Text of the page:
I am not exactly sure what that guy in the link is trying to say, he argues that Propane has more heat even though it is not quite as hot, Just like a true salesman he twists just about everything he says around to make it fit his needs, for example in his effort to discredit an often quoted reason for using Acetylene vs Propane he states - "So when they say propane gives off less heat it is not entirely correct (plain wrong actually)" - which in itself is a mis-statement. The argument is of course that "They say" Propane is not as hot , NOT that Propane "gives off less heat". He is fully aware that Propane does not burn as hot and even admits that but he makes every effort to play down that fact. He even goes so far as to agree that Propane will not preheat as fast as Acetylene but plays this down by saying that Propane will preheat "faster than most people think it will". He says the main reason that Propane is not as popular as it should be is that people just have not learned how to properly use it! Is he joking? We have been using that stuff for all these years and he thinks we have not figured out how to use it yet?

I have seen this guy's site come up before as an example of the advantages of Propane but other than being more economical to use exactly what is his point? What is the point in trying to convince someone Propane has "more heat" if Propane will not preheat as well as Acetylene (which he admits) and with less preheat ability what is the big advantage in using it to cut with (other than cost)? His pitch is somewhat convincing at first glance but if you really look at it he contradicts just about everything he says which is a shame really because Propane does have it's good points and a properly presented argument for using it could be useful. He ends the article by saying "The performance difference is not as bad as some Acetylene advocates would have you believe" and that is one statement he makes that I do agree with. IMO Acetylene, other than from a cost standpoint, is a much better all-around fuel but Propane is not as bad as a lot of people think and despite it's limitations, depending on a person's needs, could possibly be a better choice due to lower cost, ease of acquiring and very possibly it is safer to use.
Reply With Quote Quick reply to this message
  #42 (permalink)  
Old 01-27-2009, 10:17 PM
nitrocorsair's Avatar
Nitro, meat for the beast
 
Join Date: Dec 2008
Location: New York
Posts: 38
Wiki Edits: 0

Thanks: 0
Thanked 0 Times in 0 Posts
Just to chime in on a couple of point s here that haven' t been touched on that I think need explanation. Oldred has done an outstanding job of explaining and he obviously knows his stuff, I just want to elaborate.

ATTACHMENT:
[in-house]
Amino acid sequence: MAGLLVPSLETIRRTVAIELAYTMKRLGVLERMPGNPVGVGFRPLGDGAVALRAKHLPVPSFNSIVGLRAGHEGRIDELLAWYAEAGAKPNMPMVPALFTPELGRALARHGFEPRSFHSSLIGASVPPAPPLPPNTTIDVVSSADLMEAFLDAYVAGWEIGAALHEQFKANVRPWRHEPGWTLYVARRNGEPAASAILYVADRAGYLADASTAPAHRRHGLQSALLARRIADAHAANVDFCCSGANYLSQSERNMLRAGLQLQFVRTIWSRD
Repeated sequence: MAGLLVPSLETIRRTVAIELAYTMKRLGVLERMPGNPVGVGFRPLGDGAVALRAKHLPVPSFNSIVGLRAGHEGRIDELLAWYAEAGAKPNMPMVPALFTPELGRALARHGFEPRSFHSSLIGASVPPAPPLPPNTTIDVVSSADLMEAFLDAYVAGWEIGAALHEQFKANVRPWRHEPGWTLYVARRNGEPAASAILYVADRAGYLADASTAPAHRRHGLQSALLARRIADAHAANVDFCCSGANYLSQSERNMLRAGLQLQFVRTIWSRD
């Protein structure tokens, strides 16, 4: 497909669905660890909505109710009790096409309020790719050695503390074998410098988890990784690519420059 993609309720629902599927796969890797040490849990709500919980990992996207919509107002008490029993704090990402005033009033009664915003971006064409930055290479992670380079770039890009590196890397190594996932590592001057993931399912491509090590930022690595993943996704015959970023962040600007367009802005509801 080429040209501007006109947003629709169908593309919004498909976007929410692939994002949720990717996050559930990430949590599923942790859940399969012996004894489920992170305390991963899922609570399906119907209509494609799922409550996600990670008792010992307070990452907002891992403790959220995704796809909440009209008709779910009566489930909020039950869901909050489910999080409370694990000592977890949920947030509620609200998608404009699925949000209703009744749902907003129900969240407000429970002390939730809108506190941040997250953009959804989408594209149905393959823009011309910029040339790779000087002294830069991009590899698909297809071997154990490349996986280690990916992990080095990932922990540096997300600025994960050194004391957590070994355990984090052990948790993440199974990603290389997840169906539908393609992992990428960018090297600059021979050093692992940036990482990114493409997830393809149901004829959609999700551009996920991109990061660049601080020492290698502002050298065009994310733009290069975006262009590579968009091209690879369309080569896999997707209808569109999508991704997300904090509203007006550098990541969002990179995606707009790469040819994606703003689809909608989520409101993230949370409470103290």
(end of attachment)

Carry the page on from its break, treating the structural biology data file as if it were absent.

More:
Propane's' biggest use comes in the form of recovery time. When using a large flame tool, such as a rosebud or similar heating tool, propane is a safer bet because the inherent nature of that gas lends to a more consistent fuel supply than acetylene in high demand applications. Acetylene is a gas suspended in a liquid( acetone) in order to make it stable. The acetylene gas needs to "boil" out of the acetone to make a head which is the usable portion of the fuel. If that head is depleted, it will create a vacuum that will pull the liquid into the regulators, hoses and torch rendering your equipment junk. More importantly, it could cause a flashback and blow the torch up in your hand. This is why its important to size your cylinders to the job at hand. Manifolding of acetylene cylinders is necessary in high-demand applications. Propane, on the other hand has a very high recovery time and can supply high output tools much more efficiently than acetylene. The BTU's are lower, but the output is higher.
That being said, unless you are demanding in excess of 150,000 BTU, you will be fine with a standard acetylene cylinder.
As far as how far to open a cylinder, that's going to be an argument on many fronts but here is the long-n-short of it; at "normal" circumstances, you will not see a flow difference between 1/2 turn open and 10 turns open on an acetylene cylinder. On average, you are working between 3 and 9 PSI of acetylene. 1/2 turn can supply that in spades. I have cut through 28 inches of solid steel with 9 psi of acetylene and 1/2 turn on the cylinder.
On high pressure gas( oxygen, argon, helium, C25), you need to open it all the way. The reason is because the bonnets and stems in these cylinders are made of brass which, being a soft metal, takes a beating from the 3000 PSI average of the gas charge. By opening them all the way, you alleviate the stress on the threads by seating at the top of the valve there by preventing leakage. CO2 is a low pressure gas and does not need to be opened all the way, but it is a double-seating valve and is not a bad practice to get into.
On the other side, acetylene is packed to a 210 PSI static pressure at 72 degrees Fahrenheit. This will change based on ambient temperature being that it is a suspended gas.Much like propane in this respect. On a 25 degree day here in upstate NY, that new cylinder of acetylene may only read 160psi. Same cylinder with no change in volume on a 90 degree day in August may read 260 psi. Acetylene valves are not double seating valves so opening them all the way has no effect on the performance or sealing of the valve. Oldred, I am not saying you are full of bull, maybe you are just getting past the loose portion of the valve but there is no top seat in an acetylene valve.
Oldred is right, it is a knee-jerk move and only worth a second or two but for no gain or no loss, why not buy that second or two if you have it?

Last edited by nitrocorsair; 01-27-2009 at 10:58 PM.
Reply With Quote Quick reply to this message
  #43 (permalink)  
Old 01-27-2009, 10:55 PM
Member
 
Last photo:
Join Date: Jan 2003
Location: tennessee
Posts: 5,912
Wiki Edits: 0